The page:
Tuesday, August 22, 2006
Stop Big Business From Buying Elections
Nearly 70 percent of the world's democracies provide some public financing of political elections - but, unfortunately, the United States is not among them. The standard argument against such financing is that it would waste millions of the tax payer's hard-earned dollars. Yet its lack causes politicians to depend on the campaign contributions of corporations and their lobbyist intermediaries, with the result that even more millions of the tax payer's dollars are wasted on subsidies, preferential and over-generous defense contracts, and legislation that favors corporations at the expense of ordinary citizens.
Dr. Forrest Hill, a candidate for California Secretary of State, describes at the link below how corporate campaign contributions have slanted political decisions in their favor, sometimes with disastrous consequences both to California and the nation at large. For instance, Pacific Gas & Electric and California Edison spent $17 million on lobbyists and political campaigns from 1996 to 2002. This persuaded state decision makers to pass an energy deregulation bill under the false pretense that it would reduce energy costs to the consumer 20 to 30 percent by allowing increased competition to flourish. No such event transpired. The vast proportion of energy resources remained in the hands of a cabal of giants who used deregulation to push prices through the roof.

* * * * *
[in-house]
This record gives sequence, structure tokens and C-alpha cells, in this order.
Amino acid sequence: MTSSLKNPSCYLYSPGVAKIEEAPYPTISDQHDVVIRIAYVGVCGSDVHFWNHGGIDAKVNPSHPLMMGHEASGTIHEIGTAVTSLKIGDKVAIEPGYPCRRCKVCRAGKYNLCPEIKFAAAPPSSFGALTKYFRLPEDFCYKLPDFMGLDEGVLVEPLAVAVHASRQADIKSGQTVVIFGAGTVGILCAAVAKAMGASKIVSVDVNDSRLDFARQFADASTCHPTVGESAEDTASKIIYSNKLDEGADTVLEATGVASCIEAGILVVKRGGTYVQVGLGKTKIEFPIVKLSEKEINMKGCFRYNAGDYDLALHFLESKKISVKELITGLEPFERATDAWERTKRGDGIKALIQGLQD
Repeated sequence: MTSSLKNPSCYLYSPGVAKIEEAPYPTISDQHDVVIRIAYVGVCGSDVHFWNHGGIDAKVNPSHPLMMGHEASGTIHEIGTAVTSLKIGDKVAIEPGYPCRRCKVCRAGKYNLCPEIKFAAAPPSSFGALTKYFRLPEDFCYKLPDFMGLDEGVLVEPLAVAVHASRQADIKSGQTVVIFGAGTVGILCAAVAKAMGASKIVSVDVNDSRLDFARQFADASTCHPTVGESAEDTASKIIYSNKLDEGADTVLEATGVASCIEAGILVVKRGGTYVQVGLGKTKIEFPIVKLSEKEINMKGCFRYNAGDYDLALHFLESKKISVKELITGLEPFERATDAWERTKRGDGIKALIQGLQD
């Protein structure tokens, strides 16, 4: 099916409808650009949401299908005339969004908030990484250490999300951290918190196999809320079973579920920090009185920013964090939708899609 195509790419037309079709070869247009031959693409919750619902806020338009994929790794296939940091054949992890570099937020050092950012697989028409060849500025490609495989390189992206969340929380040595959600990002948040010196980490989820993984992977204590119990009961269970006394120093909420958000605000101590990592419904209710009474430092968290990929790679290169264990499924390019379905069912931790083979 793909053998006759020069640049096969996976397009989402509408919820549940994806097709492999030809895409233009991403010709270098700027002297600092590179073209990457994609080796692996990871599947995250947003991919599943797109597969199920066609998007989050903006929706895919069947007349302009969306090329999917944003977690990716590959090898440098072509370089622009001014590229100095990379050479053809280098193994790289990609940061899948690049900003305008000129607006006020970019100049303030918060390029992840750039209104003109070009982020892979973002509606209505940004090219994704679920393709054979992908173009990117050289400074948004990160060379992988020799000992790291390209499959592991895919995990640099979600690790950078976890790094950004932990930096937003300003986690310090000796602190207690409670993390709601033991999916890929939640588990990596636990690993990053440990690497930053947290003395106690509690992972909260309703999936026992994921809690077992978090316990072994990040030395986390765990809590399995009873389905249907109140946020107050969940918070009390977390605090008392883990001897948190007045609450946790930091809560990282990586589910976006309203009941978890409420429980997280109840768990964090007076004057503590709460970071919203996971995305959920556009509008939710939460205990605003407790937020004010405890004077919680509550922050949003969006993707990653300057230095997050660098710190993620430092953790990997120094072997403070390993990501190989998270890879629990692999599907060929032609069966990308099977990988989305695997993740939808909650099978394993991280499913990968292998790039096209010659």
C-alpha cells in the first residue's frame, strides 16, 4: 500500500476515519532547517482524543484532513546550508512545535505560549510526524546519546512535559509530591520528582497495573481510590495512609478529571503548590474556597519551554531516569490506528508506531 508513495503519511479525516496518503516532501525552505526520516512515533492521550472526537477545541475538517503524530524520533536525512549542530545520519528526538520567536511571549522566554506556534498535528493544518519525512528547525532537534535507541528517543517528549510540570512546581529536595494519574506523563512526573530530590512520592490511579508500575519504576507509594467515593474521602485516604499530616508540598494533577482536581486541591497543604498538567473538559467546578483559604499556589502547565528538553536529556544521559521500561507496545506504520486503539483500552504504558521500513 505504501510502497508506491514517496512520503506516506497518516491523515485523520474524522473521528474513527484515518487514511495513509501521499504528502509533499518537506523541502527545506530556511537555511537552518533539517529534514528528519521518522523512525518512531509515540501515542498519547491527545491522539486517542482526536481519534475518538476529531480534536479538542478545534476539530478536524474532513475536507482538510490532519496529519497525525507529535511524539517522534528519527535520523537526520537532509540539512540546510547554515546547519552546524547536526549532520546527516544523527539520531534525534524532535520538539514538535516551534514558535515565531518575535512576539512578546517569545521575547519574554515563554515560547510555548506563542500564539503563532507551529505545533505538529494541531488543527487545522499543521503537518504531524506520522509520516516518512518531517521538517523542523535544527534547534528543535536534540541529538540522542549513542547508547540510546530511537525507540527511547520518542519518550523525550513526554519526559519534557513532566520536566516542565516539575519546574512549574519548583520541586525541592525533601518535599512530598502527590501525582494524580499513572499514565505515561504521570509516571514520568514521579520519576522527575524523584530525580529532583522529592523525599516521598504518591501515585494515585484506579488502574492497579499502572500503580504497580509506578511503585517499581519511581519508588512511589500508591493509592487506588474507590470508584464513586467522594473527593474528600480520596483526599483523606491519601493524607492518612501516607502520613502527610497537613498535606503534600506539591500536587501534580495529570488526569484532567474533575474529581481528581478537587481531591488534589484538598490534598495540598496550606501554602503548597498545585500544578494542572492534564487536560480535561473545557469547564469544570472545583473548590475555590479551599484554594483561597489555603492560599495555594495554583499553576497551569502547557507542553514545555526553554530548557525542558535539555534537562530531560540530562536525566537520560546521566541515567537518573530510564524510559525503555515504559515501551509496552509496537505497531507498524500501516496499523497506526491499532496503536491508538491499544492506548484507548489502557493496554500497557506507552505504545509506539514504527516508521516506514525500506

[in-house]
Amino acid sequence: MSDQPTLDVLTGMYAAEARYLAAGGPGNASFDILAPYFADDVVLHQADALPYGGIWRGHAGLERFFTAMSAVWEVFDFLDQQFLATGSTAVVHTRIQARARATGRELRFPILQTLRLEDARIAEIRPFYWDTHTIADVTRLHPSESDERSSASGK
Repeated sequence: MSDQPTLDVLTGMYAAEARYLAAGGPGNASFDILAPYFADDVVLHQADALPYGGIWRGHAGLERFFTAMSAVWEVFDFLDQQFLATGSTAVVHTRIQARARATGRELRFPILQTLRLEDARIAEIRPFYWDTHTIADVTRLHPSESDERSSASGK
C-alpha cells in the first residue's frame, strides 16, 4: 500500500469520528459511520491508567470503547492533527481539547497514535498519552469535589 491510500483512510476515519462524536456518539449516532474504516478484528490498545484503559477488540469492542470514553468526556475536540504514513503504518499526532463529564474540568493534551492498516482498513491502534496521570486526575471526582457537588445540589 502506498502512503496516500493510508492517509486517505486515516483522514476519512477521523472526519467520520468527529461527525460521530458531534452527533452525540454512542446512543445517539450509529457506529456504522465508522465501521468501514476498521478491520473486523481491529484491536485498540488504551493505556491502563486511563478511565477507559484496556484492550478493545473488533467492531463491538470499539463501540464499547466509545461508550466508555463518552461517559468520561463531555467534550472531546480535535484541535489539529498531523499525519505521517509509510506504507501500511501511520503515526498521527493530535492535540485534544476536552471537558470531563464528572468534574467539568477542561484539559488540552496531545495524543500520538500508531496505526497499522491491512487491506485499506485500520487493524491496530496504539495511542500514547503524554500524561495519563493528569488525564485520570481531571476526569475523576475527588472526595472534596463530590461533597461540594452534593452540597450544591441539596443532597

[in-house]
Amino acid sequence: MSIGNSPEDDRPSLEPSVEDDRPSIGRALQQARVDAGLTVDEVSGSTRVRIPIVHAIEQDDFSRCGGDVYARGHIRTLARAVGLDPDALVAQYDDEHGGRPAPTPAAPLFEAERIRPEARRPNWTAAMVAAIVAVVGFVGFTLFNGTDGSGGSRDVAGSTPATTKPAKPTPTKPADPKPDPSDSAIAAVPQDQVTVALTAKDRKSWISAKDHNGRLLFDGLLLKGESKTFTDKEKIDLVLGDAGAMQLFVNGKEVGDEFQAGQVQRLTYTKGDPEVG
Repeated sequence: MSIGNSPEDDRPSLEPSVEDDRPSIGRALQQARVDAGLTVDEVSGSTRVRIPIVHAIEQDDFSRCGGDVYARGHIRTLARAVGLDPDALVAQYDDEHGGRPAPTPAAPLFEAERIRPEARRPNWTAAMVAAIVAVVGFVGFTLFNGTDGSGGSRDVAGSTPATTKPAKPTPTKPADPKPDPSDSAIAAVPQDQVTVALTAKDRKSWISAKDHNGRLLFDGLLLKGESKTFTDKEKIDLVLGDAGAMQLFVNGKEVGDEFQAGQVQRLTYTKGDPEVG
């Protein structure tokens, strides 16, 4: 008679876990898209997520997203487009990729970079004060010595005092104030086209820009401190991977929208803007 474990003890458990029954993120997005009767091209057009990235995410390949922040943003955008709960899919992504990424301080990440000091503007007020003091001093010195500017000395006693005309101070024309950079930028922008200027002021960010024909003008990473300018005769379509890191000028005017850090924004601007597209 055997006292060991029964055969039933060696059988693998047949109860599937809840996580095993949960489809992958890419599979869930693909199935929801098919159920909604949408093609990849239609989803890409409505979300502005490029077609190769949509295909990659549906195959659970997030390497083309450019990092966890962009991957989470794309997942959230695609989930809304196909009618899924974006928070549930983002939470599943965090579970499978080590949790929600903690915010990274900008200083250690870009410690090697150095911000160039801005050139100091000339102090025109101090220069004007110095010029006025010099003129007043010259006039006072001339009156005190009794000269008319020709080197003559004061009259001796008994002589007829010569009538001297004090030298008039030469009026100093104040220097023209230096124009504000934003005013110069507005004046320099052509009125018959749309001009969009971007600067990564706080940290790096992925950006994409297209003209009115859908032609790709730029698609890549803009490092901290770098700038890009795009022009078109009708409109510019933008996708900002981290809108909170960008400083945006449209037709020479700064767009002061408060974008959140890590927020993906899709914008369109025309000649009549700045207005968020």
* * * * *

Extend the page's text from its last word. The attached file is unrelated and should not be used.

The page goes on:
The pharmaceuticals industry likewise influences California legislators and executives through its campaign contributions and lobbyists. It arranged for the patent to be extended on the important anthrax drug Cipro by contributing over $130,000 to the campaign funds of Anna Eshoo, who authored a bill to effect the extension. Campaign contributions totaling $325,000 between 2004 and 2005 similarly induced Gov. Schwarzenegger to veto a bill that would have helped improve the availability of less expensive drugs from Canada.
Perhaps worst of all are the campaign contributions of defense contractors - what we might call in a more honest world "war profiteers". For instance, Bechtel Group Inc. made $1.3 million in contributions between 2001 and 2002, and got in return over $2.4 billion in contracts in Iraq. The fourteen companies with the biggest contracts in Iraq and Afghanistan have made altogether more than $23 million in contributions to politicians, including both Republicans and Democrats.
Only by seizing public control of political campaign funding can the United States rid itself of this system of implicit corporate bribery that keeps bad leaders in office, and obliges politicians to siphon money away from health, education and other worthy causes into the pockets of rich wheelers and dealers.
"Public Financing of Elections: Putting an end to 'Pay to Play' Politics" from the California Chronicle